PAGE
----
I had the pleasure of reading Stacey Robbins’ book You’re Not Crazy And You’re Not Alone: Losing the Victim, Finding Your Sense of Humor, and Learning to Love Yourself Through Hashimoto’s. With honesty and humor, Stacey inspires readers to look at this autoimmune disease differently–and to consider loving themselves as part of their treatment too.
Written by Stacey Robbins, Wellness Coach
First of all, for anyone who knows me personally or has read my book, You’re Not Crazy and You’re Not Alone you know this:
I am not into the whole victim mentality.
Now, that doesn’t mean I haven’t acted like a victim
Or that I don’t still dip my toes in the pool of victimhood from time-to-time
Because I do.
The difference between then and now is that I notice it faster and jump out of it more quickly than I did before.
I’m not into people using their diagnosis as an excuse to be a major asshole or as a reason to make the world revolve around them.
I’m telling you that up front because what I’m about to address is super important for people who are dealing with an autoimmune condition and for people who live with or love someone with an autoimmune condition.
It’s the power of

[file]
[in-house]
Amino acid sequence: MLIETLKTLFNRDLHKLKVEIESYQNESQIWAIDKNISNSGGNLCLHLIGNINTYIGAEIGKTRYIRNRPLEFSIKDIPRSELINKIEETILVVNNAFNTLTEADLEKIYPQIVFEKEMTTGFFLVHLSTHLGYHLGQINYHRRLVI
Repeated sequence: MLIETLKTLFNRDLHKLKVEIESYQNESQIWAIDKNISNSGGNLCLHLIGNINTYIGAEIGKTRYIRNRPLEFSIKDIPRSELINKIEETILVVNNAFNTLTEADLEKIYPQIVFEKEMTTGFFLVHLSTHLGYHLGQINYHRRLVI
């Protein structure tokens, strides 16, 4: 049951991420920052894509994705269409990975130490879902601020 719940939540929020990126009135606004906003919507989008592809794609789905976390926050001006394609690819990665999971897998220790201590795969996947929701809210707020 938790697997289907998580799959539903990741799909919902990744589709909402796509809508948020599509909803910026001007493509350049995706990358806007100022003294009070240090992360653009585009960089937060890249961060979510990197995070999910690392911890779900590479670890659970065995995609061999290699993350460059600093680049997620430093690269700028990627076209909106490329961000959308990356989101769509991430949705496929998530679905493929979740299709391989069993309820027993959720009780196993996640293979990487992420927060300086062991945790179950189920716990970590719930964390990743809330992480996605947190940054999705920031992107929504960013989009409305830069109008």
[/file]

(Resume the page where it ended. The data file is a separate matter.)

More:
Two coaching clients in the last two days reminded me of this.
I Believe You
One told me a story that was a risk for her to share and I didn’t understand how big a risk until part way through.
And let me say this: over the last 18 years of counseling/coaching people, I have heard a broad spectrum of deeply specific accounts of painful experiences people have gone through. Events and their effects that make you ache for days, months or even years when they come back to your mind.
With that said, I have never heard a story like I did yesterday. It was unbelievable. And my client’s worst fear was just that: me not believing her — and all the accompanying disqualifications that come with that disbelief.
I told her, “I believe you. Without a doubt in my mind, I believe you.” And she cried.
The power of “I believe you” is huge.
For the person with an autoimmune disease it means, “I don’t have to convince you, persuade you, cajole you, manipulate you by proving how sick, broken, hurting and injured I am.”
And that, is a relief. Because when you live with an autoimmune disease like Hashimoto’s, EBV, SLE Rheumatoid Arthritis, Chronic Fatigue, and the varied host of others, your life is often rendered sprained
And not broken.
You’re not lying in a hospital, with all your limbs in casts and lifts, evoking “oohs” and “sighs” of pity and compassion.
Your head’s not shaved, you’re not in a wheelchair, and you’re not carting around an oxygen tank behind you.
Those things are physical signs that say, “Hey! There’s something believable and justifiable going on with me.” People step aside, hold the door, and send silent blessings.
But when you have an ‘invisible disease’ you might look okay on the outside. Your appearance might look put together but people don’t really grasp that it’s an inside thing that:
levels you with depression,
while it amps you with anxiety,
slows you to a halt,
fogs out your brain,
disrupts your speech and cohesive thoughts,